In 2012 my dad left the physical world. During the last few weeks of his 83 years he suffered terribly; it was traumatic to watch and to feel so helpless. In the end, his physical body was afflicted with Parkinson’s Disease which then led to Dementia, and it was the Dementia that finished him off.
Before my dad got Dementia I encountered the disease when I was a teenager through a part-time job in a care home. At the tender age of sixteen I witnessed a few of the residents – who I had grown fond of over the two years I worked in the care home – lose their minds. I saw the despair in their faces; I dodged their violent attacks; I soothed their sorrow. The experiences stayed with me.
I have often wondered what it must be like to forget your life. On the one hand, to forget all the suffering and trauma and loss that may have occurred during a life must be a relief because these things can affect our every thought, feeling and action, but they are what make us.
To forget who the person is that sits with you and talks to you like they have known you their whole life must be daunting. I can’t imagine how that feels but I know what it is like to have your father look at you and, for a moment, he isn’t sure who you are. Thankfully, my Dad passed before he forgot his family altogether.
The worst thing for me was seeing how emotional it made him. Never in my life had I seen my Dad become emotional – he was from the generation that held it all in – and to witness him cry like a hurt child was heart-breaking. I figured it was a lifetime’s worth of tears trying to escape before he did.
I wrote a Flash Fiction piece recently in second person point of view with the theme of Dementia and entered it into a competition, AND WON! Here is the link to my winning story, or you can read it below. http://waxpoetryart.com/phoenix/2018/keedy.html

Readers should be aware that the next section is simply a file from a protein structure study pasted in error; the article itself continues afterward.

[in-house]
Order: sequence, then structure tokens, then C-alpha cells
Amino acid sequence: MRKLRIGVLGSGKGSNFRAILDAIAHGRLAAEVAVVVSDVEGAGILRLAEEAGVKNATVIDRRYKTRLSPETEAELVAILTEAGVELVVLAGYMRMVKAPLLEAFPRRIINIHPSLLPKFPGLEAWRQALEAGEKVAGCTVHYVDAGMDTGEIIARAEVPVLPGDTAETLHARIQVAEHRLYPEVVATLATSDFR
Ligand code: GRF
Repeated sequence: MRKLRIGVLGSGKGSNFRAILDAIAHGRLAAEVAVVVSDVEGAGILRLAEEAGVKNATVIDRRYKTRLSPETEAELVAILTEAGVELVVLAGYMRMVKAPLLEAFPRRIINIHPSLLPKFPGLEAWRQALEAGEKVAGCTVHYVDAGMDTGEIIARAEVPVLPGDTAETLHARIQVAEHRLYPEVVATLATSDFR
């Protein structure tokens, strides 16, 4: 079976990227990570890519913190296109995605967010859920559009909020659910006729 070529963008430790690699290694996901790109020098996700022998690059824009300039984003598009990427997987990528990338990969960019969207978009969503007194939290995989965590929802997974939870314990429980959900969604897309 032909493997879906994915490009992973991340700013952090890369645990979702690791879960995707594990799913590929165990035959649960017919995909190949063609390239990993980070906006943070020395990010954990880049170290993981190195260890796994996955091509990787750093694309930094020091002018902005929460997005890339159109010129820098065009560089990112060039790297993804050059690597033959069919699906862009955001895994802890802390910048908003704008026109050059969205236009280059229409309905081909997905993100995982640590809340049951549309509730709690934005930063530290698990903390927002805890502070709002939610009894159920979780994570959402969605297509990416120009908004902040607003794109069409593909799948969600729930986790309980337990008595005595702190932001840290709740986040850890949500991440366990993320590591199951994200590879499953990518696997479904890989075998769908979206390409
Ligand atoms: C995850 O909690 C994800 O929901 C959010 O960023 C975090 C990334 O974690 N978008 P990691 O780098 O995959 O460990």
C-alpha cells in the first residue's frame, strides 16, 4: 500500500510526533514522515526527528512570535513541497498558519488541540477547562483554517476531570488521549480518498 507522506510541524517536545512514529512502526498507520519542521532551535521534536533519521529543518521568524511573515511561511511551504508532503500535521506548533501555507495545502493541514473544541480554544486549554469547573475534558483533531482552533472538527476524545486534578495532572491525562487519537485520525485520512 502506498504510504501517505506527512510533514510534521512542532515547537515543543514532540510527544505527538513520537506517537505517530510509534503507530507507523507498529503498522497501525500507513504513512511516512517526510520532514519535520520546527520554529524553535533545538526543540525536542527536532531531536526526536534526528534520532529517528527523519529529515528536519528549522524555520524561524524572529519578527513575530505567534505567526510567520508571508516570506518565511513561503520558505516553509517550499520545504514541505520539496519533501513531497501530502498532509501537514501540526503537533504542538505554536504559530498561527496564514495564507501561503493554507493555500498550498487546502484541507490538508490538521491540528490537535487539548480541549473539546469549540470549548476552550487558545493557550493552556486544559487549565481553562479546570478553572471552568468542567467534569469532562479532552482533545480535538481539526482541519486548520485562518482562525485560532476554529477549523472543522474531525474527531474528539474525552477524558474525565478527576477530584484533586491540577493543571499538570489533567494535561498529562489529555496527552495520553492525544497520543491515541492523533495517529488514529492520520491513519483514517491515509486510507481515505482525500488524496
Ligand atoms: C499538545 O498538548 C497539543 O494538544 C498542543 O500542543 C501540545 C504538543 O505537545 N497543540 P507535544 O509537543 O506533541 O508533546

BEFORE . . .
She leaves the room. Her smiling eyes remind you of beach holidays with your wife before . . . A sigh, heavy with regret, whistles through your nostrils.
. . . she left your embrace before you told her that she was your everything. You forget to inhale until instinct kicks in.
A twinge in your temple becomes a throb and you rub it with swollen fingers. The memory of beach holidays fragments. Eyes squeeze tight to grasp hold, but the fragments dissipate and impart a feeling that floats adrift in a sea of electrical impulses. The feeling is joy, but it won’t connect to anything.
Your mind and your life no longer synchronise.
Confused, you glance at the table beside you: Reading glasses, plate of Hobnobs, mug of tea – someone must have brought the tea and biscuits; folded piece of paper; and a photograph of you, middle-aged, standing between a beautiful blonde and a younger woman who resembles the beautiful blonde. Turquoise, frothy waves ribbon golden sand in the background.
The beach? A memory almost returns.
Your trembling hands grab the paper and unfold it, clumsily. Jerky, disjointed handwriting reads: Remember. She is your daughter, Sarah.
Your brain’s electrical impulses radiate from centre to edge, drawing your eyebrows closer.
Neurons cluster, light up and connect. Your gaze returns to the photo. Familiarity of the beautiful blonde, younger woman, and beach cause neurons to light a path to your memory, like a runway at night-time, and . . .
. . . you remember: The young woman with smiling eyes who brought the tea and biscuits reminds you of beach holidays with your wife. The woman is your daughter, Sarah.
You sigh, filled with regret, but joy too. You are not completely alone, you still have your daughter.
Love and Peace 🙂
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